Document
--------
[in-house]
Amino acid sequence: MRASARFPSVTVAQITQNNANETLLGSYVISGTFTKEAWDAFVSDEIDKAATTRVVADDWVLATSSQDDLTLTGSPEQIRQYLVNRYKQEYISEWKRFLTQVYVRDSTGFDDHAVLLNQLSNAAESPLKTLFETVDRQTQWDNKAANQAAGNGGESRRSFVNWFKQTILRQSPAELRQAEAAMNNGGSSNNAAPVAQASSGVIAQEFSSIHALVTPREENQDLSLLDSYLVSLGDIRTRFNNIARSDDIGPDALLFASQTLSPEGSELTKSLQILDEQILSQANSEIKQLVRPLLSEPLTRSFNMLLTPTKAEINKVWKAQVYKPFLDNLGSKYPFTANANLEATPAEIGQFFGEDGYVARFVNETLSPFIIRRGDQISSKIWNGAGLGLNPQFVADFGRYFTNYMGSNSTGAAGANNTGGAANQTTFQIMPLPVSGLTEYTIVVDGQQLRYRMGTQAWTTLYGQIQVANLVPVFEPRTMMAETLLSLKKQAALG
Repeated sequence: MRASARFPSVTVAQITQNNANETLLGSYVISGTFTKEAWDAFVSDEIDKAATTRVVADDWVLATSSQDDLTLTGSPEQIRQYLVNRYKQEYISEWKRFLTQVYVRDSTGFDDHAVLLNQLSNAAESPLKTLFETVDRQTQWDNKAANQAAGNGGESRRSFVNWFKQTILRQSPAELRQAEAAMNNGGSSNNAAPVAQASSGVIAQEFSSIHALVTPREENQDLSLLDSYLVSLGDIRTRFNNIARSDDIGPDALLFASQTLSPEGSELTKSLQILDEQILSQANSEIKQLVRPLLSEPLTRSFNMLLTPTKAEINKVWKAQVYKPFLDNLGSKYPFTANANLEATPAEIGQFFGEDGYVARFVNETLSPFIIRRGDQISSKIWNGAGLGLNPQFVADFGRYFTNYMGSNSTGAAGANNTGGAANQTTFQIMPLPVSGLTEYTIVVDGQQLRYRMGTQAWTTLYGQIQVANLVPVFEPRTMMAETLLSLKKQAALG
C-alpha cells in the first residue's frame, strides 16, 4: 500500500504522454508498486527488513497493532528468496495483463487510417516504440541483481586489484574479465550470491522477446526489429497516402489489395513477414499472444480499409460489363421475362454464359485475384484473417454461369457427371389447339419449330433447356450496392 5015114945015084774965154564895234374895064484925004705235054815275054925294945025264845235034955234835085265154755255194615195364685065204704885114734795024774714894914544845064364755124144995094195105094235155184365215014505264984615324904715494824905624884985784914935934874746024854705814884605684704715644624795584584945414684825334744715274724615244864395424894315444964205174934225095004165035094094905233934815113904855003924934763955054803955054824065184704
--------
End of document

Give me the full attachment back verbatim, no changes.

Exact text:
[in-house]
Amino acid sequence: MRASARFPSVTVAQITQNNANETLLGSYVISGTFTKEAWDAFVSDEIDKAATTRVVADDWVLATSSQDDLTLTGSPEQIRQYLVNRYKQEYISEWKRFLTQVYVRDSTGFDDHAVLLNQLSNAAESPLKTLFETVDRQTQWDNKAANQAAGNGGESRRSFVNWFKQTILRQSPAELRQAEAAMNNGGSSNNAAPVAQASSGVIAQEFSSIHALVTPREENQDLSLLDSYLVSLGDIRTRFNNIARSDDIGPDALLFASQTLSPEGSELTKSLQILDEQILSQANSEIKQLVRPLLSEPLTRSFNMLLTPTKAEINKVWKAQVYKPFLDNLGSKYPFTANANLEATPAEIGQFFGEDGYVARFVNETLSPFIIRRGDQISSKIWNGAGLGLNPQFVADFGRYFTNYMGSNSTGAAGANNTGGAANQTTFQIMPLPVSGLTEYTIVVDGQQLRYRMGTQAWTTLYGQIQVANLVPVFEPRTMMAETLLSLKKQAALG
Repeated sequence: MRASARFPSVTVAQITQNNANETLLGSYVISGTFTKEAWDAFVSDEIDKAATTRVVADDWVLATSSQDDLTLTGSPEQIRQYLVNRYKQEYISEWKRFLTQVYVRDSTGFDDHAVLLNQLSNAAESPLKTLFETVDRQTQWDNKAANQAAGNGGESRRSFVNWFKQTILRQSPAELRQAEAAMNNGGSSNNAAPVAQASSGVIAQEFSSIHALVTPREENQDLSLLDSYLVSLGDIRTRFNNIARSDDIGPDALLFASQTLSPEGSELTKSLQILDEQILSQANSEIKQLVRPLLSEPLTRSFNMLLTPTKAEINKVWKAQVYKPFLDNLGSKYPFTANANLEATPAEIGQFFGEDGYVARFVNETLSPFIIRRGDQISSKIWNGAGLGLNPQFVADFGRYFTNYMGSNSTGAAGANNTGGAANQTTFQIMPLPVSGLTEYTIVVDGQQLRYRMGTQAWTTLYGQIQVANLVPVFEPRTMMAETLLSLKKQAALG
C-alpha cells in the first residue's frame, strides 16, 4: 500500500504522454508498486527488513497493532528468496495483463487510417516504440541483481586489484574479465550470491522477446526489429497516402489489395513477414499472444480499409460489363421475362454464359485475384484473417454461369457427371389447339419449330433447356450496392 5015114945015084774965154564895234374895064484925004705235054815275054925294945025264845235034955234835085265154755255194615195364685065204704885114734795024774714894914544845064364755124144995094195105094235155184365215014505264984615324904715494824905624884985784914935934874746024854705814884605684704715644624795584584945414684825334744715274724615244864395424894315444964205174934225095004165035094094905233934815113904855003924934763955054803955054824065184704